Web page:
Of the many words Andy Murray spoke on Sunday to assert he is fit to defend his Wimbledon title over the full course of the next fortnight, three stood out: "You never know."
Once, we did know. We knew Murray and Roger Federer, Rafael Nadal and Novak Djokovic were so far ahead of their peers that in 49 slams during the previous 12 years, they allowed only three interlopers to intrude on their dominance. This is the 50th major since Marat Safin won the Australian Open in 2005 and it may yet mark a significant turning point in the history of the modern game.
Stan Wawrinka was – and remains – the most dangerous of the so-called outsiders to interrupt the four-pronged hegemony, yet the three-slam champion perversely refuses to be numbered alongside them; Marin Cilic, who emerged from a thinned-out field to prevail at Flushing Meadows in 2014, is enjoying an encouraging renaissance; and Juan Martín del Potro, the amiable Argentinian who first flitted across the tennis firmament to interrupt Federer’s reign at the US Open eight years ago, is, it seems, in a state of permanent comeback.
Murray’s situation is of the most obvious interest to the home audience and the flaring of an old hip problem has spread understandable misgivings about his chances. He has had a wretched time of it since usurping Djokovic as world No 1 last November: shingles in Australia, flu in the US, a tender serving elbow in Miami, another heavy cold in Paris and, generally, a lack of conviction on court. Where once he overcame adversity, he has faltered.
Murray has won 21 matches this year and lost nine, but six of those have been to players outside the top 10: Jordan Thompson (90), Fabio Fognini (29), Borna Coric (59), Albert Ramos Viñolas (29), Vasek Pospisil (129) and Mischa Zverev (50), who began the slide in the first week of the Australian Open.
In all of 2016 he lost nine times, winning 78 matches, nine titles, with a second Wimbledon his crowning glory before a third BBC Sports Personality of the Year Award and a knighthood.
So, back to reality, which is where Murray prefers to reside. “You never know,” he said on Sunday, referring to the lingering hip problem. “I haven’t been in that sort of position too often, like only a few days before a slam, and not felt good at all. Hasn’t really happened to me much.
“Obviously this is an extremely important tournament, so you worry a little bit. It’s a little bit stressful if you can’t practise for a few days. You want to be preparing, training as much as you can to get ready and make yourself feel better, especially when you hadn’t had any matches. But [I have] just tried to think positively. I tried to make the best decisions along with my team to give myself the best chance to feel good on Monday. I feel like I’ve done that.”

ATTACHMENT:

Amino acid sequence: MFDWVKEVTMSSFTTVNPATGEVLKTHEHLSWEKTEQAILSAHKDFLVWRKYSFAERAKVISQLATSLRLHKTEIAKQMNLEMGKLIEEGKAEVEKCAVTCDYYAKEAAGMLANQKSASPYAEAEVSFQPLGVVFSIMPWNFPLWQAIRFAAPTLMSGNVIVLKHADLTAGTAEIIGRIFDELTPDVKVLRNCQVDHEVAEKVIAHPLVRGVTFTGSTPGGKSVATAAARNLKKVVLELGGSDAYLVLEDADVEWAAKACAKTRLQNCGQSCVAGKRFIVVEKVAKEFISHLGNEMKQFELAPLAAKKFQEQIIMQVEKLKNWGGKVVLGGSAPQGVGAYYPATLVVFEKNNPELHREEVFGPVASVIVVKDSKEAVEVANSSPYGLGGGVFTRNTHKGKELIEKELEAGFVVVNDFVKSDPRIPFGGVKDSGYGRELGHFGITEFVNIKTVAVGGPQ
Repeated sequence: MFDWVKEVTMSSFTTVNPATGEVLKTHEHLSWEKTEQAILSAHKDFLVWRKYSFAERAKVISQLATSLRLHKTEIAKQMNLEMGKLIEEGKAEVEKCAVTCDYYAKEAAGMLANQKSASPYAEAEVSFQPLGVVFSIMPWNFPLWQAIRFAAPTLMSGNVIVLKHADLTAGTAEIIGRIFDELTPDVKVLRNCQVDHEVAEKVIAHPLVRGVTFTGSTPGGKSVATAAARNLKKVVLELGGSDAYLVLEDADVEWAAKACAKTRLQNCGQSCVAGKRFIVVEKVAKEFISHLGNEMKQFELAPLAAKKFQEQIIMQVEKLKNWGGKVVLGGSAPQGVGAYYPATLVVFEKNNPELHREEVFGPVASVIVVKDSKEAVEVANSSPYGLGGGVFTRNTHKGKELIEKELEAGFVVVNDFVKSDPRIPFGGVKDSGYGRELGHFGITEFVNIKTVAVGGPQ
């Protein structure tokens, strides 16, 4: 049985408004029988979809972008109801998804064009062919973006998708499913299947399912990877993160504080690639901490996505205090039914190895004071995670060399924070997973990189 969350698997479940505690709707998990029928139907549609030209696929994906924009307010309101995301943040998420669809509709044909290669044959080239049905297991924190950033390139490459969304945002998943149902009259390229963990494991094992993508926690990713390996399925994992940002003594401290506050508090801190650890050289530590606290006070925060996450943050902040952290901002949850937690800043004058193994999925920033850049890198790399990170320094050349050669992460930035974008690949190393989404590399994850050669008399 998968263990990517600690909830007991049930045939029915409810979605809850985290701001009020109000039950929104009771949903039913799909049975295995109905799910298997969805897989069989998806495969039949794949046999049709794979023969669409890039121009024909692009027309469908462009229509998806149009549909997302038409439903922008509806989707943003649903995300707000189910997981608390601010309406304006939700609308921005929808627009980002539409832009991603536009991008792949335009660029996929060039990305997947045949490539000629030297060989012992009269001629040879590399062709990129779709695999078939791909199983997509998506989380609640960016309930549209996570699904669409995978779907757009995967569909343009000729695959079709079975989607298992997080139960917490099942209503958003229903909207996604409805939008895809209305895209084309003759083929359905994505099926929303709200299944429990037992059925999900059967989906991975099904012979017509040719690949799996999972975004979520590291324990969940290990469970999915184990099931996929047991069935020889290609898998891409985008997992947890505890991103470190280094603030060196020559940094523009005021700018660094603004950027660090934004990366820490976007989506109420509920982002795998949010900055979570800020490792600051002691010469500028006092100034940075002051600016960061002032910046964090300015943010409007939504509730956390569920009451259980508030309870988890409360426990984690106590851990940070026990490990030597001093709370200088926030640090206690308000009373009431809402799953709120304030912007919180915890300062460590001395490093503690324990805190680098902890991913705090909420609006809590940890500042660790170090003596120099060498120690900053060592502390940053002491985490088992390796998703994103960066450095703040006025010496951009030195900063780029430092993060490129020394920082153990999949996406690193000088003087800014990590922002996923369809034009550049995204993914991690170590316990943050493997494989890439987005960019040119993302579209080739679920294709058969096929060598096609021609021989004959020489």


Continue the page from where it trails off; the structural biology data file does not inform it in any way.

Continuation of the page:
Soon we will know if Murray and his team have got it right or are putting an optimistic gloss on a situation that is more problematic than they are letting on.
It is four years since Ivan Lendl kept hammering away at Murray – before retreating to the comfort of Florida's best golf courses – that the most effective way to preserve his red-lining physique and add years to his career was to go for the lines when the opportunities presented themselves. That summer Murray added the Wimbledon title to his US Open championship and Olympic gold medal of the previous year. Last year, when Lendl returned to his side, Murray conquered Wimbledon again. In each of those campaigns he raised the level of risk in the key moments of big matches.
However, Murray’s hard-wired inclination is to grind and fiddle. He has such a sophisticated tennis intelligence that he can work his way in and out of trouble with the strong-wristed flick of a wrist for one of those magical, defensive backhand lobs, manoeuvre his opponent across the baseline with power or curving serves, or draw him close before lobbing, and generally wait to finish the point at a moment of his choosing.
Against lesser players it has proved a sound strategy for many years. But that luxury is not often available to him at the highest level – which is Lendl’s point. What he may get away with against Bublik if their match somehow strays beyond three sets in round one will probably be punished more severely in, say, a quarter-final against Wawrinka – if the Swiss can get that far only a third time in his many assaults on Wimbledon – and certainly in a semi-final against Nadal.
Nevertheless, just as Murray is taking nothing for granted about his own game, so those feared peers have their problems. Nadal, for all his magnificence on clay this season, has lost to opponents outside the top 100 on his last four visits to the All England Club. Could the awesome power of the young Russian Karen Khachanov, who briefly inconvenienced Murray at Roland Garros, undo him before the third round; may the No12 seed Jo-Wilfried Tsonga slip up against the Great Upsetter, Sam Querrey? Will Wawrinka get past Fernando Verdasco?
Murray is owed the respect of a champion and conviction runs through his assertion on the eve of his opening match. No, he said, he would not need painkillers. “I’ll be fine to play seven matches. Things can happen obviously. Players have got injured during tournaments. But, as I am today, I’d be delighted and have no issues getting through.” There is nonetheless a sense that all will become clear earlier than we might suspect.